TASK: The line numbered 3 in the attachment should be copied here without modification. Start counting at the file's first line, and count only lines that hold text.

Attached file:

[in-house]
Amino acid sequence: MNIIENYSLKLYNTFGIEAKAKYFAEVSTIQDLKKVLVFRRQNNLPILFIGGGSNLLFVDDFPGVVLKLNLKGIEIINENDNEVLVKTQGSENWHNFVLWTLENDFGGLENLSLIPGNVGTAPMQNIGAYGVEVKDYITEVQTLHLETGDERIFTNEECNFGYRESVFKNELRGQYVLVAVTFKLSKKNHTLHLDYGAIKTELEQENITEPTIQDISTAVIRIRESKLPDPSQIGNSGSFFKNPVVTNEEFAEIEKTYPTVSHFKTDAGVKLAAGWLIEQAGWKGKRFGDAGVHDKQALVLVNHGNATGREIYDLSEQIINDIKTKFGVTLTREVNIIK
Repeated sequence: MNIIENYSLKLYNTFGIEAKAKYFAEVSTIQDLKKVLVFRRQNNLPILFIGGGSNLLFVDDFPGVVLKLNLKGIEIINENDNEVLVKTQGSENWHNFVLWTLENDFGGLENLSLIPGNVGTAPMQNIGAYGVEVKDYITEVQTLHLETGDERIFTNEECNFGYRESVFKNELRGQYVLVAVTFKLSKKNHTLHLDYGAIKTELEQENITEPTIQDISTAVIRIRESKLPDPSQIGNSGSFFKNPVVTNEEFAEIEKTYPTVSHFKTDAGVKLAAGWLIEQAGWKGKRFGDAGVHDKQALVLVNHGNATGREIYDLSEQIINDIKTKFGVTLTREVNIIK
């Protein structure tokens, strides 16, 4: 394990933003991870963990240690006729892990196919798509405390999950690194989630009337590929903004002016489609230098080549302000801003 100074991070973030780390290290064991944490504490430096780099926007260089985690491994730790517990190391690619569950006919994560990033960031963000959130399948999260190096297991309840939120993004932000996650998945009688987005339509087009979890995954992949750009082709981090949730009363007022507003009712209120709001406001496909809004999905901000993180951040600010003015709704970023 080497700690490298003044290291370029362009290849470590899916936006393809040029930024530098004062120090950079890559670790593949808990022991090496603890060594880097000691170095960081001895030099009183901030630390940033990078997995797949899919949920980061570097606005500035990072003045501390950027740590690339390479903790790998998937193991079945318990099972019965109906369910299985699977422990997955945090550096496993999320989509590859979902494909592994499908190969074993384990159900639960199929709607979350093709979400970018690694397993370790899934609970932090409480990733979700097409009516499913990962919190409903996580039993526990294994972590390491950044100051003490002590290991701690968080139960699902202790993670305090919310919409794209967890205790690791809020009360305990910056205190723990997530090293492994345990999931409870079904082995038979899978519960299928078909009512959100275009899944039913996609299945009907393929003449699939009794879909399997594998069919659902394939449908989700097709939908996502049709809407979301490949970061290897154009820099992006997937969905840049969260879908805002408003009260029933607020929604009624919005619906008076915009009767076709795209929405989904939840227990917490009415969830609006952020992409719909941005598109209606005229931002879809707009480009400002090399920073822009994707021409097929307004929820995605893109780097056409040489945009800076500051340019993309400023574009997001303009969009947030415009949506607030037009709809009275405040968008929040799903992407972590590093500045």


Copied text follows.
Repeated sequence: MNIIENYSLKLYNTFGIEAKAKYFAEVSTIQDLKKVLVFRRQNNLPILFIGGGSNLLFVDDFPGVVLKLNLKGIEIINENDNEVLVKTQGSENWHNFVLWTLENDFGGLENLSLIPGNVGTAPMQNIGAYGVEVKDYITEVQTLHLETGDERIFTNEECNFGYRESVFKNELRGQYVLVAVTFKLSKKNHTLHLDYGAIKTELEQENITEPTIQDISTAVIRIRESKLPDPSQIGNSGSFFKNPVVTNEEFAEIEKTYPTVSHFKTDAGVKLAAGWLIEQAGWKGKRFGDAGVHDKQALVLVNHGNATGREIYDLSEQIINDIKTKFGVTLTREVNIIK